# Understanding field extension

I have some questions concerning field extensions, which I hope someone can help me with.

1) Understanding $$K(\alpha)$$. Let $$L,K$$ be fields, where $$K$$ is a subfield of $$L$$. I know that $$K(\alpha)$$ is the smallest field, that contains $$K$$ and $$\alpha$$. However, ist there some explicit form of $$K(\alpha)?$$ I know that for rings $$R[\alpha]$$, one can view this as the image of a homorphism, but is there a similar method for the field?

2) Example: $$\mathbb{R}/\mathbb{Q} , \mathbb{Q}[\sqrt{2},\sqrt{5}]=?$$ I know that $$\mathbb{Q}(\sqrt{2})=\{a+b\sqrt{2}:a,b \in \mathbb{Q}\}$$. I think this is due to $$\sqrt{2}$$ being a root of the polynomial $$f=X^2-2$$. Then $$\mathbb{Q}(\sqrt{2})$$=$$\mathbb{Q}[X]/(f)$$. Since $$f$$ is a polynomial of degree $$2$$, this should contain only polynomials of degree less or equal than $$1$$, due to the equivalence relation. How do I exactly figure out the set,though? And how does the first set I gave, where i adjoin two elements look? Is there a general method to determine the elements of $$R[X]/(aX+b)$$, since I only know that it contains polynomials of degree less than $$2$$ right now, which is basically because of polynomial division and the equivalence relation.

3) In order to determine the degree of the extension, one can use the minimal polynomial. If one has a polynomial $$f$$ with root $$\alpha$$, which is irreducible over $$K$$, does one automatically know that its of lowest degree? If so, why is that the case?

Thank you in advance for answering these questions, it will help me out a lot!

• If $\alpha$ is algebraic over $K$ then $K(\alpha) = K[\alpha]=\sum_{n=0}^{\deg(f)-1}K \alpha^n \cong K[x]/(\ker(K[x]\to K[\alpha])) = K[x]/(f(x))$ where $f$ is the minimal polynomial, the monic polynomial $\in K[x]$ of smallest degree with $\alpha$ in its roots, the polynomial $\gcd$ implies it divides every polynomial $g\in K[x]$ such that $g(\alpha)=0$, if $\alpha$ is transcendental then $K(\alpha) \cong K(x)$ – reuns Jan 11 at 0:12

Take a look at the definition of a polynomial ring. By $$R[x]$$ we look at all polynomials with coefficients in our ring $$R$$. Note that its crucial that we not only look at the linear polynomials when "adjoining" $$x$$, but also at the quadratic, the cubic, etc. So in reality we not only "adjoin" $$x$$ as an intermediate variable but also $$x^2$$, and $$x^3$$, and $$x^4$$, and so on. Simply said: we look at all powers of our new element.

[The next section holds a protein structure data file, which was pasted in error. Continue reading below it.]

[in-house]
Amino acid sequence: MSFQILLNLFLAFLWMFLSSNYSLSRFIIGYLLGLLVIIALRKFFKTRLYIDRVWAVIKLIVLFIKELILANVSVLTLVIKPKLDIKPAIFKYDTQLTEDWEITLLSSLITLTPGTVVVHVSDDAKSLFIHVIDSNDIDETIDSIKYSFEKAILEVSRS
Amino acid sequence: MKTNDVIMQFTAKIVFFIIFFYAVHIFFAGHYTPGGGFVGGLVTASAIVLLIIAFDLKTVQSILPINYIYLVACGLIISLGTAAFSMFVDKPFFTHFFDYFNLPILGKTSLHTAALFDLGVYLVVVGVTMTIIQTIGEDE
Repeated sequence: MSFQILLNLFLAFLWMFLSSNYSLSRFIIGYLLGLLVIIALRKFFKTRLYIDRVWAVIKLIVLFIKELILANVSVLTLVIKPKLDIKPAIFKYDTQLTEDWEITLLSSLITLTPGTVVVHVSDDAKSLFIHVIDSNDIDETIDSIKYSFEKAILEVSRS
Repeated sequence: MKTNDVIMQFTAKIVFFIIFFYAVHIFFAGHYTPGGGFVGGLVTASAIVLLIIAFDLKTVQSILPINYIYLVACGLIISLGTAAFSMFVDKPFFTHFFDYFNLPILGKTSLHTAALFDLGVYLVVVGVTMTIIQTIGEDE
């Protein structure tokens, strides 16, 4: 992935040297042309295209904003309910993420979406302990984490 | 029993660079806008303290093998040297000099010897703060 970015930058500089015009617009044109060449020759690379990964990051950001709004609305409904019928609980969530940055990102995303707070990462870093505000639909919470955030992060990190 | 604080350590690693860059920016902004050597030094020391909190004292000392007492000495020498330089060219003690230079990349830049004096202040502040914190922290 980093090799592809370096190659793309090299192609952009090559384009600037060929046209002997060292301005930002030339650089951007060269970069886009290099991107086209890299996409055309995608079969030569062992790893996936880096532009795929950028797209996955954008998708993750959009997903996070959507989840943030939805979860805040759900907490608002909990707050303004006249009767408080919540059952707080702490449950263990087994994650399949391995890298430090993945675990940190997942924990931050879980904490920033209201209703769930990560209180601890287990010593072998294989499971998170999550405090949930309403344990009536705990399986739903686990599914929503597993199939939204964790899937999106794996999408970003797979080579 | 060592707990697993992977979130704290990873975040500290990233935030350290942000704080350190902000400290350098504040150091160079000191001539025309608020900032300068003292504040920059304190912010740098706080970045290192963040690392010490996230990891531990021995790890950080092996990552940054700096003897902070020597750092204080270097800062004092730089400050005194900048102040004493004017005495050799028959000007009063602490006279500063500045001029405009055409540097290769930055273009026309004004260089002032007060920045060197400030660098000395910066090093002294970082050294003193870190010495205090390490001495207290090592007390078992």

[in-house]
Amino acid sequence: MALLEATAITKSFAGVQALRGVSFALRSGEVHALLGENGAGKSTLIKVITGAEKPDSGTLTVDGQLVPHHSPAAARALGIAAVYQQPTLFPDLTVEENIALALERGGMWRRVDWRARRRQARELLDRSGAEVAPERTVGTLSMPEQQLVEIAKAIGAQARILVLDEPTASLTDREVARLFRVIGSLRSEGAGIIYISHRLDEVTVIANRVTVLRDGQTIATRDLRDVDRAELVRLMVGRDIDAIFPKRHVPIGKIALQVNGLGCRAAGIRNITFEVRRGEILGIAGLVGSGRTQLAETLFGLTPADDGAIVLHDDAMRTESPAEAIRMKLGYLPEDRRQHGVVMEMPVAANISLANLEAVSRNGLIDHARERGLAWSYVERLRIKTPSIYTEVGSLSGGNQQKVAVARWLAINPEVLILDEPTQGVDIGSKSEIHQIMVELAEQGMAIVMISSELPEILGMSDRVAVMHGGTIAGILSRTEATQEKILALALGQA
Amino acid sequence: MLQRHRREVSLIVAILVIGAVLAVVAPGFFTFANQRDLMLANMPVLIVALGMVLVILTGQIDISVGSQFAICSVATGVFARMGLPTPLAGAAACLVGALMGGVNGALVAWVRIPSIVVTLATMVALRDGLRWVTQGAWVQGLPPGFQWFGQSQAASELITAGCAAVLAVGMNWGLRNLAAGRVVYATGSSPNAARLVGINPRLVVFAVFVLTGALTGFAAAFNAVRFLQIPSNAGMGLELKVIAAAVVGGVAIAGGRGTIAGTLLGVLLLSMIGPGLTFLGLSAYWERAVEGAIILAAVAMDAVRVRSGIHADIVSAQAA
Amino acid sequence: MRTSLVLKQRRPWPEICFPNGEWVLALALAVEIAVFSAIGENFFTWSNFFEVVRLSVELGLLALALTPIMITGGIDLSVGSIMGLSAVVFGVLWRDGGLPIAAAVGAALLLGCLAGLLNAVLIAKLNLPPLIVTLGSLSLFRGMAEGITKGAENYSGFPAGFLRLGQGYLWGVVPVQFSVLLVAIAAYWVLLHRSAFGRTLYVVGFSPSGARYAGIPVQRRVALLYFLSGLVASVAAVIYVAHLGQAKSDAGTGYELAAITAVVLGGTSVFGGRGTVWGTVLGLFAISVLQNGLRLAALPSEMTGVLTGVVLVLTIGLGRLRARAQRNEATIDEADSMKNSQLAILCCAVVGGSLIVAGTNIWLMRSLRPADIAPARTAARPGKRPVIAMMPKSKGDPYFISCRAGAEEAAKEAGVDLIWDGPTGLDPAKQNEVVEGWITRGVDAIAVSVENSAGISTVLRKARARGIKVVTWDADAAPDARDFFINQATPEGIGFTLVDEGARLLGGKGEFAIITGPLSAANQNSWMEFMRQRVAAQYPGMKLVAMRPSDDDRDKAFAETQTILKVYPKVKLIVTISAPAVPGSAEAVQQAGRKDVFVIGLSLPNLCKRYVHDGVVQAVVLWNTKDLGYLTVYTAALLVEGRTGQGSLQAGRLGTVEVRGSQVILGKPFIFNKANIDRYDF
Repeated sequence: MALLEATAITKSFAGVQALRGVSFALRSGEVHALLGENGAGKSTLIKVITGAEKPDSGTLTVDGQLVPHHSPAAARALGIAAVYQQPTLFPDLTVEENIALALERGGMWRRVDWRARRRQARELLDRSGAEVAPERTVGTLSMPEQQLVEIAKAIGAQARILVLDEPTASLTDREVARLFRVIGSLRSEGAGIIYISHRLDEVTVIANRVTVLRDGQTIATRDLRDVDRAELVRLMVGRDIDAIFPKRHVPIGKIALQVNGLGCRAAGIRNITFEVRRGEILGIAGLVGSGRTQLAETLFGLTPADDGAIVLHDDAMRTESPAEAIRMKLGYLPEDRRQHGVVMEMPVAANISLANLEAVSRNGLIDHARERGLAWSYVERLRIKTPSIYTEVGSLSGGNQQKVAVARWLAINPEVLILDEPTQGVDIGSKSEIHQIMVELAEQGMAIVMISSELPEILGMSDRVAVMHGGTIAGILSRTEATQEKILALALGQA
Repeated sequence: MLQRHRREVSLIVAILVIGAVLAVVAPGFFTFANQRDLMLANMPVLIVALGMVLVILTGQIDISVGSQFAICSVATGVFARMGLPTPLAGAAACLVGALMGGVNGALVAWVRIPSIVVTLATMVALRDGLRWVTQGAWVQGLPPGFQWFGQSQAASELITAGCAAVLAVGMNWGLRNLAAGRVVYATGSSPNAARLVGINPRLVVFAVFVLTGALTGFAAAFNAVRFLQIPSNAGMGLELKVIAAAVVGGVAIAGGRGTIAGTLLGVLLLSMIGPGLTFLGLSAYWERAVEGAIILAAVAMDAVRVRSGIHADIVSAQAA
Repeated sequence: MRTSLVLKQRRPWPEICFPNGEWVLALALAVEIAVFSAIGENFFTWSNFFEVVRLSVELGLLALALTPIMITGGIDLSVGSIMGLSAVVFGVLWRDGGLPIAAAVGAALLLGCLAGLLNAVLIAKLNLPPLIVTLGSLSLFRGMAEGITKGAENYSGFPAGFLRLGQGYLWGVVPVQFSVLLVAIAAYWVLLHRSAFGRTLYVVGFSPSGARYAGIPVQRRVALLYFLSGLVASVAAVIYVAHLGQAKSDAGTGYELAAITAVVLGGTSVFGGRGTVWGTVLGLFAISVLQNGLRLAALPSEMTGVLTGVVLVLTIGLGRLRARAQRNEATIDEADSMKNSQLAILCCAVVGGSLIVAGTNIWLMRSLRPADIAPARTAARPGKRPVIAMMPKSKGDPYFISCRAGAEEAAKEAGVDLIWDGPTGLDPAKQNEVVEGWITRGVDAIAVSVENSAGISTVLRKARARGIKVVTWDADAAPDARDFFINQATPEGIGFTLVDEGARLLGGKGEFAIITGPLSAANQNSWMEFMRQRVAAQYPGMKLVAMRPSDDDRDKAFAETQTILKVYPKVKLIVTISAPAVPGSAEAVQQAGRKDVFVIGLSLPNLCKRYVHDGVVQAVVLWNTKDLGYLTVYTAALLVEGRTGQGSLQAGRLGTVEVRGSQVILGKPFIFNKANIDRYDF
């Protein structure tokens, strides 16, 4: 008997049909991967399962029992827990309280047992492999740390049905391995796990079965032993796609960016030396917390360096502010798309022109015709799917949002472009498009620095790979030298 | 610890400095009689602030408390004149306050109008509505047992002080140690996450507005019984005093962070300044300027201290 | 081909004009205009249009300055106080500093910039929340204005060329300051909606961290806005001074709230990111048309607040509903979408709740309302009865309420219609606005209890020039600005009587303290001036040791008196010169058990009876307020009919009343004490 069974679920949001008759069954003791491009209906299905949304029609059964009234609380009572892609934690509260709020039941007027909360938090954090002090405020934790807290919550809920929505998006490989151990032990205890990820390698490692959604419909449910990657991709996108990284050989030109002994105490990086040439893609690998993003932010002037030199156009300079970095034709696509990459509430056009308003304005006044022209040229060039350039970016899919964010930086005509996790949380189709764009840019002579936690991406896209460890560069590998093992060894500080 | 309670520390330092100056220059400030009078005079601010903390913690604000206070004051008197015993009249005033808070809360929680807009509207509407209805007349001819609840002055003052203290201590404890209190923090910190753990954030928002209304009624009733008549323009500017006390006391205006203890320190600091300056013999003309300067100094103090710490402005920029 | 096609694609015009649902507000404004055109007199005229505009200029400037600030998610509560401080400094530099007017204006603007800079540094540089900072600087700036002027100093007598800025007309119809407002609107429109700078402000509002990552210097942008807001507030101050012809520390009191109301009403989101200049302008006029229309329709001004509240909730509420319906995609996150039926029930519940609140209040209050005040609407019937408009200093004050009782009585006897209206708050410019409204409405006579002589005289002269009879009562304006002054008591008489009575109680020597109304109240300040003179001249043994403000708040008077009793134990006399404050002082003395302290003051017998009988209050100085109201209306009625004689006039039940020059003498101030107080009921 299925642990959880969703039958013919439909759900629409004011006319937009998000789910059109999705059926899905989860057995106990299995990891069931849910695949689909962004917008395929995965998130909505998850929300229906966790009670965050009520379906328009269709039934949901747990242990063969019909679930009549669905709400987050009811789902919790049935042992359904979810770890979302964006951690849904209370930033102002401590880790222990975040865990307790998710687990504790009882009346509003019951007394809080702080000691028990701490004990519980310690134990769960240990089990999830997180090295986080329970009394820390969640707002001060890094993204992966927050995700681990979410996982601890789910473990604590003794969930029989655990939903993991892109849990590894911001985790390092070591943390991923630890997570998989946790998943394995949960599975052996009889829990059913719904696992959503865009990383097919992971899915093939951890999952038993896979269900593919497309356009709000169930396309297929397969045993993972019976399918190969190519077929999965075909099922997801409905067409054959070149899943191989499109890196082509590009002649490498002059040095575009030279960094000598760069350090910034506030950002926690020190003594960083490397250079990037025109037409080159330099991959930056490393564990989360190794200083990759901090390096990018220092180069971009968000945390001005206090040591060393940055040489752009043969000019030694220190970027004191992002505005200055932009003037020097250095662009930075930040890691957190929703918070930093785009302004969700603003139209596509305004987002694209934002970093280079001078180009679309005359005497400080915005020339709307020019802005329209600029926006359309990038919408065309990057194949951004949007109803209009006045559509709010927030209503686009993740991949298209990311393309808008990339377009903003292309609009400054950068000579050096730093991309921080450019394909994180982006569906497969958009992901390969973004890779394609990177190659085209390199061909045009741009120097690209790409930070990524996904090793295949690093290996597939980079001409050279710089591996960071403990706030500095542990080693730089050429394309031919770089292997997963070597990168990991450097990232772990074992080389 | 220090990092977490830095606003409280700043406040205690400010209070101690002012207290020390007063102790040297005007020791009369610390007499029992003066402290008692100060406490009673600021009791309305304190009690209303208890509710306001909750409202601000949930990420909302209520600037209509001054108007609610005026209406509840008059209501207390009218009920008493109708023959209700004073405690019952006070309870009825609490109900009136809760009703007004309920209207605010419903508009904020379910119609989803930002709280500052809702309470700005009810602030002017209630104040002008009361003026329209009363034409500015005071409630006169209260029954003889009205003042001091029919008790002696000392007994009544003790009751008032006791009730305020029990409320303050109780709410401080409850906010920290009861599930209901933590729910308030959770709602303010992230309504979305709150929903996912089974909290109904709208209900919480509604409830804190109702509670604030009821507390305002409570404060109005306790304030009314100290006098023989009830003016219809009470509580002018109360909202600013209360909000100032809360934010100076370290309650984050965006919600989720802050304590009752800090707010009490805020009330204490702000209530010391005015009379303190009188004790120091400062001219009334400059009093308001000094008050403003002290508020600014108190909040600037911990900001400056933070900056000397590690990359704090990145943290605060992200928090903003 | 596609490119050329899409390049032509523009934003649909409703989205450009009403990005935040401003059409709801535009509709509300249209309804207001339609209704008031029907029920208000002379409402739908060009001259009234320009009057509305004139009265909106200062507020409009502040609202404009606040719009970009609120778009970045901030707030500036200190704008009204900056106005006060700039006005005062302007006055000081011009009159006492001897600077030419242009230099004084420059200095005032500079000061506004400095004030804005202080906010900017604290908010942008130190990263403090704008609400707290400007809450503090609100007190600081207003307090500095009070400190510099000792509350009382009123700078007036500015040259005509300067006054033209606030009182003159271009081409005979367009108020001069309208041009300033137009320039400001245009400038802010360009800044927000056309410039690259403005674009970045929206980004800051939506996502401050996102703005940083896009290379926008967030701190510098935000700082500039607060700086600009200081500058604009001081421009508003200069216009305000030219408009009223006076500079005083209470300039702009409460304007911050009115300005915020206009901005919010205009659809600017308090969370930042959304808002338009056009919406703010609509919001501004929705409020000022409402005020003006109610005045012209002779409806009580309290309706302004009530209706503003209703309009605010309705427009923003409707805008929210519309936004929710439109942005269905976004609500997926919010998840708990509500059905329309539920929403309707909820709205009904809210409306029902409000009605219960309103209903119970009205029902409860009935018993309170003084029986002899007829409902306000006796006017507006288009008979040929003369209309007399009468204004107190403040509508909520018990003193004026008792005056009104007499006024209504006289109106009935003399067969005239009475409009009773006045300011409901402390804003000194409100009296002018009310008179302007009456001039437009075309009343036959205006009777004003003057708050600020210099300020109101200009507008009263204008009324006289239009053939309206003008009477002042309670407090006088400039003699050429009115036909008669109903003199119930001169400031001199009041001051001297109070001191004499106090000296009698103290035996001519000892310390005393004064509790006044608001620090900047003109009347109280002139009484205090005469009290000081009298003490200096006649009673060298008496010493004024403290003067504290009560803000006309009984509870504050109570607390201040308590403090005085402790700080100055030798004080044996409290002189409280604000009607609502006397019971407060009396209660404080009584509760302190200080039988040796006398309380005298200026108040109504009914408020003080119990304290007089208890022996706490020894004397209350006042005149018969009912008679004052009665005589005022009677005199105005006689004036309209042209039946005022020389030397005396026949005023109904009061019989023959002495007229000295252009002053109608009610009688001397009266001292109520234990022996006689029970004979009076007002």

So at a first glance you can look at $$K[\alpha]$$ as the polynomial ring over $$K$$ in the variable $$\alpha$$ but now we are in the reign of fields and want to have a field extension, saying that adjoining (now I omit the quotation marks as the process is called so) actually yields a field again. So, we not only need $$\alpha,\alpha^2,\dots$$ but also $$\alpha^{-1},\alpha^{-2}\dots$$ to regain our field structure. This new field we call $$K(\alpha)$$, saying we adjoin $$\alpha$$ to $$K$$ and also its inverse such that we have a field again. This might shed some light on first question. Also, take a look at this question dealing with the difference between algebraic and transcendental extensions regarding the question of inverses.

Regarding your second question, we are now dealing with a specific field extension. Your notation seems a bit confused so I will just assume that you meant to write $$\Bbb Q(\sqrt2,\sqrt5)$$. So, first lets start with $$\Bbb Q(\sqrt2)$$. Let us first think about $$\Bbb Q[\sqrt2]$$, the polynomial ring over $$\Bbb Q$$ with $$\sqrt2$$ as a variable. According to our definition of polynomial rings the elements of $$\Bbb Q[\sqrt2]$$ are of the form $$a_0+a_1\sqrt2+a_2(\sqrt2)^2+a_2(\sqrt2)^3+\cdots+a_n(\sqrt2)^n$$ for some positive integer $$n$$. But now we know in addition $$(\sqrt2)^2=2$$. So all powers of $$(\sqrt2)^k$$ can be reduced to either a multiple of $$2$$ or to a multiple of $$2$$ times $$\sqrt2$$. Esssentially all boils down to $$\Bbb Q[\sqrt2]=\{a+b\sqrt2~|~a,b\in\Bbb Q\}$$, we do not need the rest of the powers to generate all of $$\Bbb Q[\sqrt2]$$ and this fact is encrypted in the minimal polynomial $$f(x)=x^2-2$$ over $$\Bbb Q$$. Thinking for a moment of $$\sqrt2$$ as just an expression for the solution of $$x^2=2$$ what we actually do by adjoining $$\sqrt2$$ is to manually demanding this equation to be solvalbe by adjoining an element, called $$\sqrt2$$, which is defined to fulfill $$f(\sqrt2)=0$$. This happens when forming the quotient $$\Bbb Q[X]/(x^2-2)$$.